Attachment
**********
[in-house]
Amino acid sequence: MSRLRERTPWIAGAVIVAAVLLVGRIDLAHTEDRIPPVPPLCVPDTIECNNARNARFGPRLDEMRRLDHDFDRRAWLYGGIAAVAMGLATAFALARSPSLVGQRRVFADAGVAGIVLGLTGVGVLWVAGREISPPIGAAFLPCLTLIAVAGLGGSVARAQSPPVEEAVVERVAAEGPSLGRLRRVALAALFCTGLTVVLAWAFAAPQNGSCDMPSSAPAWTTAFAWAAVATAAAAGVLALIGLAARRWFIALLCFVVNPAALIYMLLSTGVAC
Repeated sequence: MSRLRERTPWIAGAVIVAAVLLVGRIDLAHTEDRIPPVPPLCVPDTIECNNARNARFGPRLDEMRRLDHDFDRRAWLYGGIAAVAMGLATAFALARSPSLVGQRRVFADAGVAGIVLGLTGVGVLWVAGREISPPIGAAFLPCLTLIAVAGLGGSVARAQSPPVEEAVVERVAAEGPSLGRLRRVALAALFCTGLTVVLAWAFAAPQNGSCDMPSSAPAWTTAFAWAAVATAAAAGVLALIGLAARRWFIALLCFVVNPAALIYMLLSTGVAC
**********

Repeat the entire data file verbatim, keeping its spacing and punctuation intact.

[in-house]
Amino acid sequence: MSRLRERTPWIAGAVIVAAVLLVGRIDLAHTEDRIPPVPPLCVPDTIECNNARNARFGPRLDEMRRLDHDFDRRAWLYGGIAAVAMGLATAFALARSPSLVGQRRVFADAGVAGIVLGLTGVGVLWVAGREISPPIGAAFLPCLTLIAVAGLGGSVARAQSPPVEEAVVERVAAEGPSLGRLRRVALAALFCTGLTVVLAWAFAAPQNGSCDMPSSAPAWTTAFAWAAVATAAAAGVLALIGLAARRWFIALLCFVVNPAALIYMLLSTGVAC
Repeated sequence: MSRLRERTPWIAGAVIVAAVLLVGRIDLAHTEDRIPPVPPLCVPDTIECNNARNARFGPRLDEMRRLDHDFDRRAWLYGGIAAVAMGLATAFALARSPSLVGQRRVFADAGVAGIVLGLTGVGVLWVAGREISPPIGAAFLPCLTLIAVAGLGGSVARAQSPPVEEAVVERVAAEGPSLGRLRRVALAALFCTGLTVVLAWAFAAPQNGSCDMPSSAPAWTTAFAWAAVATAAAAGVLALIGLAARRWFIALLCFVVNPAALIYMLLSTGVAC